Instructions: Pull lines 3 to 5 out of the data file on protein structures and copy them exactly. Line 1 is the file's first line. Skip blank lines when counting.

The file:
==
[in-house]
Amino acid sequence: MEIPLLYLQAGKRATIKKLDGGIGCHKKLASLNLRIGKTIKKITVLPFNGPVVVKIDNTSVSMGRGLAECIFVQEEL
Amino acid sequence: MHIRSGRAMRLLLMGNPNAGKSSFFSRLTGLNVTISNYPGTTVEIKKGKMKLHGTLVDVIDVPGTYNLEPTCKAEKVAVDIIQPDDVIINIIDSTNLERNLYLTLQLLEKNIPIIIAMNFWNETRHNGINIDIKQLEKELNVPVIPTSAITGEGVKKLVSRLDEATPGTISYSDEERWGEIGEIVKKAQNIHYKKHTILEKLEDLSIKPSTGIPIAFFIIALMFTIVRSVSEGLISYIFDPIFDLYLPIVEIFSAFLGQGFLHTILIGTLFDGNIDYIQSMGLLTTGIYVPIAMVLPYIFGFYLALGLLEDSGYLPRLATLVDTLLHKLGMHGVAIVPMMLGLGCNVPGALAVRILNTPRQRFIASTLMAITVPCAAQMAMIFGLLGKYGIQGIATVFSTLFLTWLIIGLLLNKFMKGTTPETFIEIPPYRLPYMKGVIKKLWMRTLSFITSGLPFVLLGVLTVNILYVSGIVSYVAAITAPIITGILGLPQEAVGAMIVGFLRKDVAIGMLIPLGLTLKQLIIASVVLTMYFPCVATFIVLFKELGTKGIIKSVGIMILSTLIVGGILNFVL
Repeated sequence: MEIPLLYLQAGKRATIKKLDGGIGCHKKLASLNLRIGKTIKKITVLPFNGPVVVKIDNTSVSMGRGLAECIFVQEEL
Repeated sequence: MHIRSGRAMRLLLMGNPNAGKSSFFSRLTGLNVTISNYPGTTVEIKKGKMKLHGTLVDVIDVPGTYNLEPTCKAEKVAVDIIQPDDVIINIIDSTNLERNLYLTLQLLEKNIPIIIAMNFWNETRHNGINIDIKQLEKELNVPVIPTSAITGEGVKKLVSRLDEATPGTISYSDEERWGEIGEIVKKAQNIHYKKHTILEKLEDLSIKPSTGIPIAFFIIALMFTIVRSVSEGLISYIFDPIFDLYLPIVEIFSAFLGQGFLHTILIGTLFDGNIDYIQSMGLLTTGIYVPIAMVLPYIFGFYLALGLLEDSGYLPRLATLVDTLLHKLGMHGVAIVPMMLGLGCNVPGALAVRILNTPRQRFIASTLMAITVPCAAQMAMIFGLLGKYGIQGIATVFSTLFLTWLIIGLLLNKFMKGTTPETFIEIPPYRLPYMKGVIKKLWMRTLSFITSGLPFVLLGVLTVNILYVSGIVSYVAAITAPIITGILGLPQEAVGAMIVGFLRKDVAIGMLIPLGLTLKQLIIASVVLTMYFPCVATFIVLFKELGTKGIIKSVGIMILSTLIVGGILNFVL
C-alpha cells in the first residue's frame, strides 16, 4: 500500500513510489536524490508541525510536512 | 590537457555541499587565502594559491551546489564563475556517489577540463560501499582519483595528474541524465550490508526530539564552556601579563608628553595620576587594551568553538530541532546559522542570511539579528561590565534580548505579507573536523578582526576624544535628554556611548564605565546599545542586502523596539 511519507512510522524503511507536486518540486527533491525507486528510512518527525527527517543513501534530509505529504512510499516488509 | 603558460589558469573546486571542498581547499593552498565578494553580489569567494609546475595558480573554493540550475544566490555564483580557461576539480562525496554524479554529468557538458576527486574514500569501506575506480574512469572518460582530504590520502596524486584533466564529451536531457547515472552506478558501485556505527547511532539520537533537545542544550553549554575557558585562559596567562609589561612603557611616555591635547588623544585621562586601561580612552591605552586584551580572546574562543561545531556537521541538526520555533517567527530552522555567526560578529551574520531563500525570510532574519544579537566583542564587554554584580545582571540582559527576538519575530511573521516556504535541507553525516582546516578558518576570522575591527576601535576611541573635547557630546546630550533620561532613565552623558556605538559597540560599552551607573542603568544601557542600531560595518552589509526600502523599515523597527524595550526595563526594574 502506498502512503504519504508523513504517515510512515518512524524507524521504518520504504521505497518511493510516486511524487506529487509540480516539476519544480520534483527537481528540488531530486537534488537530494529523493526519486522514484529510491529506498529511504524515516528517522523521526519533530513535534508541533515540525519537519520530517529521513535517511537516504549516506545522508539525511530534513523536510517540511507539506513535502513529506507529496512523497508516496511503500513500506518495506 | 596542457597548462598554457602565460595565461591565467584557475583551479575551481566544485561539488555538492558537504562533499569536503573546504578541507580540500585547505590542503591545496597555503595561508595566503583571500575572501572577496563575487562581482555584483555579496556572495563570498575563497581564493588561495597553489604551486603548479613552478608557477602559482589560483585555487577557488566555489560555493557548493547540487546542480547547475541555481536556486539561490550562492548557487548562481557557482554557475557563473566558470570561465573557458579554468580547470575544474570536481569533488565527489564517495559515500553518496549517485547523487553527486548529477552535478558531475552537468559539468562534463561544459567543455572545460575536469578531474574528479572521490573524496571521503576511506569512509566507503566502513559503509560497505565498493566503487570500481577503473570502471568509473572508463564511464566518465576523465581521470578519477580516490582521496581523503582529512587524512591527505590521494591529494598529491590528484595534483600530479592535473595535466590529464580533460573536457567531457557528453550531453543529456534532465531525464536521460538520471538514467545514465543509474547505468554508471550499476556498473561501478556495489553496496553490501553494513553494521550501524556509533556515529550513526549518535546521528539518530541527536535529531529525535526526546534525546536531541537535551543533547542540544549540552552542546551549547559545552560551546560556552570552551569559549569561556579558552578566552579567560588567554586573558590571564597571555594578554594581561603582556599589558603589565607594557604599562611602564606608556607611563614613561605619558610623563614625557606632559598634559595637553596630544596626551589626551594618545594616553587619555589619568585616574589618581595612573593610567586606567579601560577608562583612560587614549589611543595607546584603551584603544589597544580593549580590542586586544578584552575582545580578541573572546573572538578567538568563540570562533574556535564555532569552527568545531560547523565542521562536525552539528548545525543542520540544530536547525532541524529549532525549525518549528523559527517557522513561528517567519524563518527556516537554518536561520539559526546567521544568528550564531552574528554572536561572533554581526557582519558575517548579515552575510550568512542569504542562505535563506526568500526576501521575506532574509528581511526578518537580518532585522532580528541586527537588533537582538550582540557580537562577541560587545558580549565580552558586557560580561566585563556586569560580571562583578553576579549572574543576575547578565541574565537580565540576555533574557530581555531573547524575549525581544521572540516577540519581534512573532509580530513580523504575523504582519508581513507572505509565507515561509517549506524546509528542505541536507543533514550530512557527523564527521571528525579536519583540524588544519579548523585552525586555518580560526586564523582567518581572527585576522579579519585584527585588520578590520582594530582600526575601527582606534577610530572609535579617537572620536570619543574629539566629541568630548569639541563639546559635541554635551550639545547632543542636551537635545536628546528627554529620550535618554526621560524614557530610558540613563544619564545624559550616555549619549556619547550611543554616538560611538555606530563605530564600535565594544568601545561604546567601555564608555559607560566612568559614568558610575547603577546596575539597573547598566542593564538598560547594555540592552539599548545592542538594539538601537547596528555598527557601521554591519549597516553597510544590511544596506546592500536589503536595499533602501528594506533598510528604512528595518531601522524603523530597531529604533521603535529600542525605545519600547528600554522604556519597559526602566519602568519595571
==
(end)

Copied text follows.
Amino acid sequence: MHIRSGRAMRLLLMGNPNAGKSSFFSRLTGLNVTISNYPGTTVEIKKGKMKLHGTLVDVIDVPGTYNLEPTCKAEKVAVDIIQPDDVIINIIDSTNLERNLYLTLQLLEKNIPIIIAMNFWNETRHNGINIDIKQLEKELNVPVIPTSAITGEGVKKLVSRLDEATPGTISYSDEERWGEIGEIVKKAQNIHYKKHTILEKLEDLSIKPSTGIPIAFFIIALMFTIVRSVSEGLISYIFDPIFDLYLPIVEIFSAFLGQGFLHTILIGTLFDGNIDYIQSMGLLTTGIYVPIAMVLPYIFGFYLALGLLEDSGYLPRLATLVDTLLHKLGMHGVAIVPMMLGLGCNVPGALAVRILNTPRQRFIASTLMAITVPCAAQMAMIFGLLGKYGIQGIATVFSTLFLTWLIIGLLLNKFMKGTTPETFIEIPPYRLPYMKGVIKKLWMRTLSFITSGLPFVLLGVLTVNILYVSGIVSYVAAITAPIITGILGLPQEAVGAMIVGFLRKDVAIGMLIPLGLTLKQLIIASVVLTMYFPCVATFIVLFKELGTKGIIKSVGIMILSTLIVGGILNFVL
Repeated sequence: MEIPLLYLQAGKRATIKKLDGGIGCHKKLASLNLRIGKTIKKITVLPFNGPVVVKIDNTSVSMGRGLAECIFVQEEL
Repeated sequence: MHIRSGRAMRLLLMGNPNAGKSSFFSRLTGLNVTISNYPGTTVEIKKGKMKLHGTLVDVIDVPGTYNLEPTCKAEKVAVDIIQPDDVIINIIDSTNLERNLYLTLQLLEKNIPIIIAMNFWNETRHNGINIDIKQLEKELNVPVIPTSAITGEGVKKLVSRLDEATPGTISYSDEERWGEIGEIVKKAQNIHYKKHTILEKLEDLSIKPSTGIPIAFFIIALMFTIVRSVSEGLISYIFDPIFDLYLPIVEIFSAFLGQGFLHTILIGTLFDGNIDYIQSMGLLTTGIYVPIAMVLPYIFGFYLALGLLEDSGYLPRLATLVDTLLHKLGMHGVAIVPMMLGLGCNVPGALAVRILNTPRQRFIASTLMAITVPCAAQMAMIFGLLGKYGIQGIATVFSTLFLTWLIIGLLLNKFMKGTTPETFIEIPPYRLPYMKGVIKKLWMRTLSFITSGLPFVLLGVLTVNILYVSGIVSYVAAITAPIITGILGLPQEAVGAMIVGFLRKDVAIGMLIPLGLTLKQLIIASVVLTMYFPCVATFIVLFKELGTKGIIKSVGIMILSTLIVGGILNFVL